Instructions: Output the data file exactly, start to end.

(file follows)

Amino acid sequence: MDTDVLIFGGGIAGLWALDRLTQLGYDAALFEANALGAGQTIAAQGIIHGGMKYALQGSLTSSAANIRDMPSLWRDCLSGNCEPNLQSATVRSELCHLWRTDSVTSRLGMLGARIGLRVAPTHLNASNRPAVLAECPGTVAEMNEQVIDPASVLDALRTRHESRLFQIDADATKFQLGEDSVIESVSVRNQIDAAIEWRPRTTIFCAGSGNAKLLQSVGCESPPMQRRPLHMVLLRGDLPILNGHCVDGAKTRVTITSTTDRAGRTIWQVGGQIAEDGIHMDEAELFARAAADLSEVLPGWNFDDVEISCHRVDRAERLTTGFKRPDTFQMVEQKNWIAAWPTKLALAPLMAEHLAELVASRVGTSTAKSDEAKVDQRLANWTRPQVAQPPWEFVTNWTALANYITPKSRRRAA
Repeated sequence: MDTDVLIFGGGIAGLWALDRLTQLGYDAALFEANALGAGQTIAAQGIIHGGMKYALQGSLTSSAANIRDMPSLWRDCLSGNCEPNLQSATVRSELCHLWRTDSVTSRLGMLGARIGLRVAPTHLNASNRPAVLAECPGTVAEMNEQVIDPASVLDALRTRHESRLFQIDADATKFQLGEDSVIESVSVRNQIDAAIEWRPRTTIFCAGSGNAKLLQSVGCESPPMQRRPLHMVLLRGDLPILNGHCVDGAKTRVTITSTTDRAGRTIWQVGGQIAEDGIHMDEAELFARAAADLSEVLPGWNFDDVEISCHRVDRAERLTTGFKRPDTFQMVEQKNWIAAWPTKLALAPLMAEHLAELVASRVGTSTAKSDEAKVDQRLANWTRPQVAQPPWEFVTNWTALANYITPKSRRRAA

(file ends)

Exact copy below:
Amino acid sequence: MDTDVLIFGGGIAGLWALDRLTQLGYDAALFEANALGAGQTIAAQGIIHGGMKYALQGSLTSSAANIRDMPSLWRDCLSGNCEPNLQSATVRSELCHLWRTDSVTSRLGMLGARIGLRVAPTHLNASNRPAVLAECPGTVAEMNEQVIDPASVLDALRTRHESRLFQIDADATKFQLGEDSVIESVSVRNQIDAAIEWRPRTTIFCAGSGNAKLLQSVGCESPPMQRRPLHMVLLRGDLPILNGHCVDGAKTRVTITSTTDRAGRTIWQVGGQIAEDGIHMDEAELFARAAADLSEVLPGWNFDDVEISCHRVDRAERLTTGFKRPDTFQMVEQKNWIAAWPTKLALAPLMAEHLAELVASRVGTSTAKSDEAKVDQRLANWTRPQVAQPPWEFVTNWTALANYITPKSRRRAA
Repeated sequence: MDTDVLIFGGGIAGLWALDRLTQLGYDAALFEANALGAGQTIAAQGIIHGGMKYALQGSLTSSAANIRDMPSLWRDCLSGNCEPNLQSATVRSELCHLWRTDSVTSRLGMLGARIGLRVAPTHLNASNRPAVLAECPGTVAEMNEQVIDPASVLDALRTRHESRLFQIDADATKFQLGEDSVIESVSVRNQIDAAIEWRPRTTIFCAGSGNAKLLQSVGCESPPMQRRPLHMVLLRGDLPILNGHCVDGAKTRVTITSTTDRAGRTIWQVGGQIAEDGIHMDEAELFARAAADLSEVLPGWNFDDVEISCHRVDRAERLTTGFKRPDTFQMVEQKNWIAAWPTKLALAPLMAEHLAELVASRVGTSTAKSDEAKVDQRLANWTRPQVAQPPWEFVTNWTALANYITPKSRRRAA